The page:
UK

Soldiers sent to help Poland at border with Belarus

British soldiers were deployed to the Polish border with Belarus yesterday as tensions in Eastern Europe threatened to spill over.

The escalating migrant crisis at the edge of the EU triggered a rapid military build-up in the region, with Russian paratroopers touching down on the opposite side of the border.

The deployment of Royal Engineers on a reconnaissance mission came as a pair of Kremlin nuclear-capable bombers forced the RAF to defend British airspace.

Vladimir Putin was also warned against making a ‘serious mistake’ after America said satellite images of troops suggested Russia could be planning to invade Ukraine.

The small forward party of British soldiers, thought to number about ten, will help Polish forces strengthen their border with Belarus, where as many as 4,000 migrants, mainly from Iraq, Syria and Yemen, have gathered hoping to cross into Europe.

The escalating migrant crisis at the edge of the EU triggered a rapid military build-up in the region, with Russian paratroopers touching down on the opposite side of the border

Belarus started building camps yesterday to house those who have spent night after night sleeping in freezing forests with little food

Belarus started building camps yesterday to house those who have spent night after night sleeping in freezing forests with little food

Another 15,000 migrants are thought to be in Belarus and heading for the border, having been brought in from the Middle East to flood into Europe by president Alexander Lukashenko in revenge for EU sanctions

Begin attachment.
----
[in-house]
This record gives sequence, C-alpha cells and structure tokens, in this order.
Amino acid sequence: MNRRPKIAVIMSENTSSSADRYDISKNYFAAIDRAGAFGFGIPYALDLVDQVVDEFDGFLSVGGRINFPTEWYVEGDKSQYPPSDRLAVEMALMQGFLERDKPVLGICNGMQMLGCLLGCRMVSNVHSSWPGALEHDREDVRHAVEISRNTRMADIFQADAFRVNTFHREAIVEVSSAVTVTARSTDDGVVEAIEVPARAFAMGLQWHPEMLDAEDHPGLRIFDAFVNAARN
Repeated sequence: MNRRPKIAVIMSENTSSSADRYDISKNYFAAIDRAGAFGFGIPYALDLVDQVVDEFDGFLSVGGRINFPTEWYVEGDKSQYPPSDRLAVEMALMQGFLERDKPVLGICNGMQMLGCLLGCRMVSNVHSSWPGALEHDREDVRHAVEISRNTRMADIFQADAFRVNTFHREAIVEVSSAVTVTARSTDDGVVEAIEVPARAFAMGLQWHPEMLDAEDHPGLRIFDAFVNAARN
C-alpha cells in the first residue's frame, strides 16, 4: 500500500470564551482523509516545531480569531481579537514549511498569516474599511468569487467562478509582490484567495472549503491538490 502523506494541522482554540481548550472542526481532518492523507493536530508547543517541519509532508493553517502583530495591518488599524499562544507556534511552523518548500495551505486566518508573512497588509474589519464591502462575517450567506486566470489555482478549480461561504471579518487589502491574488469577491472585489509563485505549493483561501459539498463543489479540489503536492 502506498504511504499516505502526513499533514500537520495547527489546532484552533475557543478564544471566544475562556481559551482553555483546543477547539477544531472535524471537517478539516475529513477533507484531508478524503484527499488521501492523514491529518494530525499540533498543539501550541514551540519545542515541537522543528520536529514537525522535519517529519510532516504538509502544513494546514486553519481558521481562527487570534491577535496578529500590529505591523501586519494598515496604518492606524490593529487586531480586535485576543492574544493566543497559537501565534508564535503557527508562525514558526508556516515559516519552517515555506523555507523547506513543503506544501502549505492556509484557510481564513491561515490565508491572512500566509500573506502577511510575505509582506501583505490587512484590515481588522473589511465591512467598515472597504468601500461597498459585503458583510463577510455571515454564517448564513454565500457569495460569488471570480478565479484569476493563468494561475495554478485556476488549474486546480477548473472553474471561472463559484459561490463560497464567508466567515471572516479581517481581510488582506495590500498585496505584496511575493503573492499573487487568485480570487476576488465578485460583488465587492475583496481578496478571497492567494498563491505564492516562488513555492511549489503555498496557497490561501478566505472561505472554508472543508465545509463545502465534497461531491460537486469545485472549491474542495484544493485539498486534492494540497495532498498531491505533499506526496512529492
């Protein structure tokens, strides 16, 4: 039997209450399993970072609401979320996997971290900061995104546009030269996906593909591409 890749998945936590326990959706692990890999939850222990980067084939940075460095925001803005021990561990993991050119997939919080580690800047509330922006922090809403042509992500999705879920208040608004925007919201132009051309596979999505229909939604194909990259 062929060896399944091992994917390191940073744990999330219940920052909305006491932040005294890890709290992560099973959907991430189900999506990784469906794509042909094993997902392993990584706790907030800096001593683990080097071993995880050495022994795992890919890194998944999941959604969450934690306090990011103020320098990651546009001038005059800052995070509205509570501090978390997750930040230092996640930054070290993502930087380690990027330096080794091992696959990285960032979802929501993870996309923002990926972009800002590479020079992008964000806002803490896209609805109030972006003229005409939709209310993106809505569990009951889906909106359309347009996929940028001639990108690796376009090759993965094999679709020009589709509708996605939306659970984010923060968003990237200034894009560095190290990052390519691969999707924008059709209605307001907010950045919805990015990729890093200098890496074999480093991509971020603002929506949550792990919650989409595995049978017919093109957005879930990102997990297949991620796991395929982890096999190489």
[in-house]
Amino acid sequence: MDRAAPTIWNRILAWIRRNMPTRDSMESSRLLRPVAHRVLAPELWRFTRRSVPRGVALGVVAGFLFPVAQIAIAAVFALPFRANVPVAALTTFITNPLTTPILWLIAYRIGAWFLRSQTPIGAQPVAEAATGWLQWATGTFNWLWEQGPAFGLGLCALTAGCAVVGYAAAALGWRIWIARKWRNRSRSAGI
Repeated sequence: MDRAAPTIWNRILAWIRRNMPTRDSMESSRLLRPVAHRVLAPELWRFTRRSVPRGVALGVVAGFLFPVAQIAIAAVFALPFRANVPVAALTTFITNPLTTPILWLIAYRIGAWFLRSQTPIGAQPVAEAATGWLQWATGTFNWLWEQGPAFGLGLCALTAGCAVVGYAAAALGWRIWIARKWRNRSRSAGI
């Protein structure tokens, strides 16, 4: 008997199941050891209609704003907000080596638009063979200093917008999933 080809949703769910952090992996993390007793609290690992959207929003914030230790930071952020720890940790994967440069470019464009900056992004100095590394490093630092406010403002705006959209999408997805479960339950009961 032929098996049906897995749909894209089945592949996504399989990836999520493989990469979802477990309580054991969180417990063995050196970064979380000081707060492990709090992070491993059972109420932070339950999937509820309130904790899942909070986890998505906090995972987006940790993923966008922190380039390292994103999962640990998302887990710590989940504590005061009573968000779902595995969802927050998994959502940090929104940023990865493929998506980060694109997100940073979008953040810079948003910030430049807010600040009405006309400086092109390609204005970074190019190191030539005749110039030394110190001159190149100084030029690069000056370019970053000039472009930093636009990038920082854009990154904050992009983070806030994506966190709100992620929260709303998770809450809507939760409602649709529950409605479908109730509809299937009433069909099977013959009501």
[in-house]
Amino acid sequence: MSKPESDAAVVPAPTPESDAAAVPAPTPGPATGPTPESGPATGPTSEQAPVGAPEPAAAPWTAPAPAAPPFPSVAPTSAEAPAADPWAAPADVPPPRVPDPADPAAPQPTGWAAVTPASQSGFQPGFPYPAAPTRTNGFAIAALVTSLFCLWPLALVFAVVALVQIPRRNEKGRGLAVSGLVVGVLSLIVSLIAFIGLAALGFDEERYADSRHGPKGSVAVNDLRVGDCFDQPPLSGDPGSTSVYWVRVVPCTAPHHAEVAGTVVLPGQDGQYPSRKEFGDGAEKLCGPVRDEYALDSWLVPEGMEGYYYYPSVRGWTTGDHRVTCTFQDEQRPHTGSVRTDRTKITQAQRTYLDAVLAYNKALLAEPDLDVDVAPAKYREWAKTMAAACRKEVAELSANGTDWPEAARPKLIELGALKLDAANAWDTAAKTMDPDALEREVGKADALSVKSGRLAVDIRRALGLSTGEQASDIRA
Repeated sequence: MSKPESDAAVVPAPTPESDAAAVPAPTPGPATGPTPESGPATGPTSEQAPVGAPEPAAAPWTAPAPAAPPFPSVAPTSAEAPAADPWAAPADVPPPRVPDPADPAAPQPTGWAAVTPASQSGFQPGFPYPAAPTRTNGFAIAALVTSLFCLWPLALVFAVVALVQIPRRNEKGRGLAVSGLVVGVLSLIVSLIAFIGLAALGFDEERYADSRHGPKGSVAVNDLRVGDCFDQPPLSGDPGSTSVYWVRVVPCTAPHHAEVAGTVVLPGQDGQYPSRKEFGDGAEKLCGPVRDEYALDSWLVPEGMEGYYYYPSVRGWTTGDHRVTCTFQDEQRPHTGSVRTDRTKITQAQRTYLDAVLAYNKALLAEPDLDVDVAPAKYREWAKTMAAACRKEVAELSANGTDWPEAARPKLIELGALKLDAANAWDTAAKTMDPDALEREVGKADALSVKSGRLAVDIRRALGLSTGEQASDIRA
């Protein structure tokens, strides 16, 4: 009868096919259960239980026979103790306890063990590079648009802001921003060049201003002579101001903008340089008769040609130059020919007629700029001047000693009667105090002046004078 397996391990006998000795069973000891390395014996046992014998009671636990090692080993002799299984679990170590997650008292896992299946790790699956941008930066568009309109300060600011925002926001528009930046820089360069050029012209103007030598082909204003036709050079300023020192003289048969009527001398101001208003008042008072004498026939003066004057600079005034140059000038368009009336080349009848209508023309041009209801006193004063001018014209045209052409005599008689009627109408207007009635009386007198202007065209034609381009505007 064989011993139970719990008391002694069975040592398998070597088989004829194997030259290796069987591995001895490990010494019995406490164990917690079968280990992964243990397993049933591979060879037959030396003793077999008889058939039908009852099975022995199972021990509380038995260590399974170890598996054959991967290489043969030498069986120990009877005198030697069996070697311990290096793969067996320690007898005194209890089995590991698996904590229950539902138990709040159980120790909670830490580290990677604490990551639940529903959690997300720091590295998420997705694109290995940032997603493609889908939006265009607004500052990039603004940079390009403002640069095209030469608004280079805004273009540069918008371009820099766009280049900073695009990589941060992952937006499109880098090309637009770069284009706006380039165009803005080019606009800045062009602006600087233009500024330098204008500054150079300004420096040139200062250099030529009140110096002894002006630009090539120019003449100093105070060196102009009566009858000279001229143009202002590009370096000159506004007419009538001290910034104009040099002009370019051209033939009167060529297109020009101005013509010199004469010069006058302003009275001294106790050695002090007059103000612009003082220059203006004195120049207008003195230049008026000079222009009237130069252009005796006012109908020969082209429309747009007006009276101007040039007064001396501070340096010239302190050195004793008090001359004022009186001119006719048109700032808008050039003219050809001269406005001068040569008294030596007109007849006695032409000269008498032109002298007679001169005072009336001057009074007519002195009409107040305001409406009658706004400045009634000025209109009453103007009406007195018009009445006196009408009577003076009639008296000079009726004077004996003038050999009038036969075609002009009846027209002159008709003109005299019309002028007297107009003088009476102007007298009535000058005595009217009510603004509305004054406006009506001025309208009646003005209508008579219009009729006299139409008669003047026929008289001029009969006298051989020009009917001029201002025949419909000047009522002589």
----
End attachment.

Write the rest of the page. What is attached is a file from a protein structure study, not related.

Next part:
Another 15,000 migrants are thought to be in Belarus and heading for the border, having been brought in from the Middle East to flood into Europe by president Alexander Lukashenko in revenge for EU sanctions

RAF Typhoons intercept Russian bombers 

A pair of Russian nuclear bombers yesterday forced the RAF to defend British airspace over the North Sea.

Amid a heightening of tensions between East and West thanks to the escalating crisis on the Polish-Belarus border, two TU-160 ‘Blackjack’ strategic bombers, which are capable of launching cruise missiles, launched a menacing sortie.

The entered the Nato zone – for which the Netherlands is responsible – without warning the Dutch, Amsterdam’s defence ministry confirmed. Belgium and the Netherlands take turns to look after air defence in the area for Nato on behalf of the Benelux region, which also includes Luxembourg.

Belgian F-16s escorted the Russian aircraft out of the area towards a zone policed by Britain, where they were met by a pair of RAF Typhoons from the Quick Reaction Alert force at RAF Lossiemouth in Moray, north-east Scotland, along with a refuelling jet from Brize Norton, Oxfordshire. The TU-160s were then ‘deterred from entering UK aerial territory’, with the Russian pilots turning back and heading north. The RAF’s protection mission was completed by 2.30pm when all British aircraft returned to base, nearly three hours after take-off.

Last night, an RAF spokesperson confirmed that it scrambled the British Typhoons, which ‘intercepted and escorted two Russian TU-160 Blackjack, long-range strategic bomber aircraft’.

Belarus started building camps yesterday to house those who have spent night after night sleeping in freezing forests with little food.

Katarzyna Zdanowicz, spokesman for Poland’s border guards in the eastern Podlasie region, said ‘The scale of the problem is not diminishing.’

She said Belarusian forces had brought wood and water to migrant camps on the border, adding: ‘We can see they are preparing for a longer stay.’

Another 15,000 migrants are thought to be in Belarus and heading for the border, having been brought in from the Middle East to flood into Europe by president Alexander Lukashenko in revenge for EU sanctions.

Moscow, a key Lukashenko ally, has been accused of helping to fuel the crisis.

As the Royal Engineers arrived in the region, hundreds of Russian paratroopers jumped from military aircraft into Belarus. They conducted tactical rehearsals 25 miles from the flashpoint at the border. The Russian defence ministry said the troops, two of whom died, flew home after the exercise, which was interpreted as a show of support for Lukashenko.